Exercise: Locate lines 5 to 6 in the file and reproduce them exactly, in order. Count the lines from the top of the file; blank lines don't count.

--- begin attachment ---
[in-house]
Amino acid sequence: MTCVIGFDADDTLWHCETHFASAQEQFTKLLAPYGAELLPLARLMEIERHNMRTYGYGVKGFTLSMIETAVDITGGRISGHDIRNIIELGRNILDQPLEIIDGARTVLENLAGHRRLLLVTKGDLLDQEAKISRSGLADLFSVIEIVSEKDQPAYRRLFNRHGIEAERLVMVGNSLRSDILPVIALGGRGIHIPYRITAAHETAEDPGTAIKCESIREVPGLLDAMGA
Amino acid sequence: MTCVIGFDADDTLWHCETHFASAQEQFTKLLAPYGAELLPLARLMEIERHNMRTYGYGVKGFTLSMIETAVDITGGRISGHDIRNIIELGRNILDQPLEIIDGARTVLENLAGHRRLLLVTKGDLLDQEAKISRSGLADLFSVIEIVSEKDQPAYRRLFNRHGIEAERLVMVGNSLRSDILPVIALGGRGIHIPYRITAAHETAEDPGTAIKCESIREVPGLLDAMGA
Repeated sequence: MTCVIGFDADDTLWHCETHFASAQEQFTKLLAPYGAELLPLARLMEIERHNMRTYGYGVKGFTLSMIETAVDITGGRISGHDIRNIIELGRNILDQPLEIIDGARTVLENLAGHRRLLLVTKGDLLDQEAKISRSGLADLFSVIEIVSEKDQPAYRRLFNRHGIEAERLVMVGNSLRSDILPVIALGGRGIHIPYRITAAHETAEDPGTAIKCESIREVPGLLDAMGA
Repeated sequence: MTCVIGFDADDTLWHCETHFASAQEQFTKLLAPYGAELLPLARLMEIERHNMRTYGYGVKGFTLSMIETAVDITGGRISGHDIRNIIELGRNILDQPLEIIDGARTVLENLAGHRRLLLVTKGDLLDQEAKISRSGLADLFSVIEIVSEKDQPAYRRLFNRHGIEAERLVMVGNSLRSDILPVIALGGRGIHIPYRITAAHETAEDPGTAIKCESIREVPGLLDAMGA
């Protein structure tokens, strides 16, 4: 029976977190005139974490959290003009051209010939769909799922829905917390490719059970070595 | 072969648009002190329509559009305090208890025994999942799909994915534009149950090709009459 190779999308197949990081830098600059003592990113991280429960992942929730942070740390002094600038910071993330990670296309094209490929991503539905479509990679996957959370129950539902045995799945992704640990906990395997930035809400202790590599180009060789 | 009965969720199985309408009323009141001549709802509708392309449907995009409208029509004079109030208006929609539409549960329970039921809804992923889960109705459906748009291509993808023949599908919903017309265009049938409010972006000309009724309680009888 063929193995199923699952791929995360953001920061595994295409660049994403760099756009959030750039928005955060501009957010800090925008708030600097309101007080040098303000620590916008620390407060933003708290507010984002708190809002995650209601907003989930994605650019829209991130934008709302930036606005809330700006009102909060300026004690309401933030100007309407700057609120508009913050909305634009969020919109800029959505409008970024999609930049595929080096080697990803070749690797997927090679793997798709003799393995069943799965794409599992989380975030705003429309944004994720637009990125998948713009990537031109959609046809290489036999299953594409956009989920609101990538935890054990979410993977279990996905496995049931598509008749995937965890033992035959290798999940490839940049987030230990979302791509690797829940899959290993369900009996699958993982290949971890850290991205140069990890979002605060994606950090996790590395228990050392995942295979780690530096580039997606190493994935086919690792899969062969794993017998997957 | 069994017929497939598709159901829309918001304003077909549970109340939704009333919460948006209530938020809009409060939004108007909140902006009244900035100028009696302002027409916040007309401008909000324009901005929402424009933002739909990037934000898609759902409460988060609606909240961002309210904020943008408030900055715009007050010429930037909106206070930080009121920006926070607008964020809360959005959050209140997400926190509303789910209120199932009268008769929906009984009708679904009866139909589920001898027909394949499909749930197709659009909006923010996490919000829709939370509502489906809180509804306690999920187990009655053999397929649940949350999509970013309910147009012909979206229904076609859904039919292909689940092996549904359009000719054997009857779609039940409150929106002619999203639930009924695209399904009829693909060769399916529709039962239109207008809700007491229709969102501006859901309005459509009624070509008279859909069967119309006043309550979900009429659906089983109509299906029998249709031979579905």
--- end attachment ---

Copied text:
Repeated sequence: MTCVIGFDADDTLWHCETHFASAQEQFTKLLAPYGAELLPLARLMEIERHNMRTYGYGVKGFTLSMIETAVDITGGRISGHDIRNIIELGRNILDQPLEIIDGARTVLENLAGHRRLLLVTKGDLLDQEAKISRSGLADLFSVIEIVSEKDQPAYRRLFNRHGIEAERLVMVGNSLRSDILPVIALGGRGIHIPYRITAAHETAEDPGTAIKCESIREVPGLLDAMGA
């Protein structure tokens, strides 16, 4: 029976977190005139974490959290003009051209010939769909799922829905917390490719059970070595 | 072969648009002190329509559009305090208890025994999942799909994915534009149950090709009459 190779999308197949990081830098600059003592990113991280429960992942929730942070740390002094600038910071993330990670296309094209490929991503539905479509990679996957959370129950539902045995799945992704640990906990395997930035809400202790590599180009060789 | 009965969720199985309408009323009141001549709802509708392309449907995009409208029509004079109030208006929609539409549960329970039921809804992923889960109705459906748009291509993808023949599908919903017309265009049938409010972006000309009724309680009888 063929193995199923699952791929995360953001920061595994295409660049994403760099756009959030750039928005955060501009957010800090925008708030600097309101007080040098303000620590916008620390407060933003708290507010984002708190809002995650209601907003989930994605650019829209991130934008709302930036606005809330700006009102909060300026004690309401933030100007309407700057609120508009913050909305634009969020919109800029959505409008970024999609930049595929080096080697990803070749690797997927090679793997798709003799393995069943799965794409599992989380975030705003429309944004994720637009990125998948713009990537031109959609046809290489036999299953594409956009989920609101990538935890054990979410993977279990996905496995049931598509008749995937965890033992035959290798999940490839940049987030230990979302791509690797829940899959290993369900009996699958993982290949971890850290991205140069990890979002605060994606950090996790590395228990050392995942295979780690530096580039997606190493994935086919690792899969062969794993017998997957 | 069994017929497939598709159901829309918001304003077909549970109340939704009333919460948006209530938020809009409060939004108007909140902006009244900035100028009696302002027409916040007309401008909000324009901005929402424009933002739909990037934000898609759902409460988060609606909240961002309210904020943008408030900055715009007050010429930037909106206070930080009121920006926070607008964020809360959005959050209140997400926190509303789910209120199932009268008769929906009984009708679904009866139909589920001898027909394949499909749930197709659009909006923010996490919000829709939370509502489906809180509804306690999920187990009655053999397929649940949350999509970013309910147009012909979206229904076609859904039919292909689940092996549904359009000719054997009857779609039940409150929106002619999203639930009924695209399904009829693909060769399916529709039962239109207008809700007491229709969102501006859901309005459509009624070509008279859909069967119309006043309550979900009429659906089983109509299906029998249709031979579905």